Fresh crisis as faiths group releases draft

By Biketi Kikechi
Published June 3rd 2005 in The East African Standard
The Ufungamano Initiative yesterday released a draft constitution parallel to the Bomas one.

The move by the faiths-led group heightened the review crisis, which has dogged the country since Narc ascended to power.

Releasing the draft at Ufungamano House in Nairobi, the leaders from different faiths said the document would be given to Members of Parliament and the public for consideration.

The Constitution review Act was recently amended and gives Parliament powers to amend some contentious sections, but which are not identified in the Act.

"Ufungamano fears that disagreements over what has come to be known as 'contentious issues' will once again condemn the process to failure unless the nation embraces dialogue," said National Council of Churches of Kenya, chairman, Rev Mutava Musyimi.

The members said the constitutional review, especially during the National Constitutional Conference at Bomas, had divided the country "immeasurably".

They also concurred with retired Presbyterian clergyman Rev Timothy Njoya and six others who have filed a case in the High Court over the process. The Njoya group has argued that the Bomas Draft cannot serve as a foundation of a united nation.

"A renegotiation of the proposed constitution, with the specific purpose of building a consensus, is the only way of healing the divisions," said Musyimi.

The leaders added that this was the only way that the legitimacy for the new constitution could be secured.

The Ufungamano draft proposes that all the executive authority should be vested on an elected President.

It has no provision for a Prime Minister, proposed by the Bomas delegates.

"This is necessitated by the fact that 'Wanjiku' wanted to elect leaders directly from the village to the Presidency," said NCCK chairman Rev Mutava Musyimi, during the launch of the draft at Ufungamano House.

By demanding to elect the President directly, said the faiths-led group, Kenyans did not want to delegate the hiring powers to anyone else, not even Parliament.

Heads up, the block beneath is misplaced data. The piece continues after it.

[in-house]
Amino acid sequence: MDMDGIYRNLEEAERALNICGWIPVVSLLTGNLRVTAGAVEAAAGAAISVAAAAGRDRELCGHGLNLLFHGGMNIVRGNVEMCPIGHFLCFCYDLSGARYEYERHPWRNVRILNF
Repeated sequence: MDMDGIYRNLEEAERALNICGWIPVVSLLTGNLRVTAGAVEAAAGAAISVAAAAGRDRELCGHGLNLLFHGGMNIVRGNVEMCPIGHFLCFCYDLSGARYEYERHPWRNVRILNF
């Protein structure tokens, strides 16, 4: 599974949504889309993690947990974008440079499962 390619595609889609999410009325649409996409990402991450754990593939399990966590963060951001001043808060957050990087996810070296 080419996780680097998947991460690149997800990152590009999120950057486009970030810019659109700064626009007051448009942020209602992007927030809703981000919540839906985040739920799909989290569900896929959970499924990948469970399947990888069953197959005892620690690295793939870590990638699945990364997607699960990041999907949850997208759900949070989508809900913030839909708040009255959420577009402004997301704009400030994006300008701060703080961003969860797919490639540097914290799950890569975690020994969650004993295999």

The Ufungamano members' conclusion, therefore, is that Kenyans are asking for a Presidential system of governance.

The country would not get an effective and stable government if there were two centres of power.

The vice-president would be directly elected on the same ticket with the president, says the draft.

To check against the excesses of the Presidency including abuse of power, the leaders recommended that certain critical decisions be subjected to parliamentary approval.

These include appointments to key public offices and security of tenure for those holding constitutional offices.

Other checks and balances include the establishment of commissions, a robust Bill of Rights, a free Press and a vibrant society.

"These should be enhanced by a strong Parliament that would not be subjected to Presidential control, and a powerful and independent Judiciary," says the draft.

The religious leaders say the Cabinet should comprise non-elected professionals appointed by the President and approved by Parliament.

Such a Cabinet would not be subject to the demands of political constituencies as is the current case.

On Parliament, the electoral system and constitutional offices, Ufungamano proposes a one-chamber House.

They argue that the two chambers proposed in the Bomas draft would not add value to governance, "other than extra costs, money which would service poverty reduction projects".

To ensure gender balance, not more than two thirds of members of elective bodies and holders of constitutional offices would be of the same gender.

On the electoral system, the draft proposes the Mixed Member Proportional Representation system, under which 210 members would be directly elected on constituency basis and 90 seats through party lists.

The leaders said the system would broaden participation and accountability by all political parties.

It would also force them to have a national outlook and reduce the current "winner-takes-it-all" competition.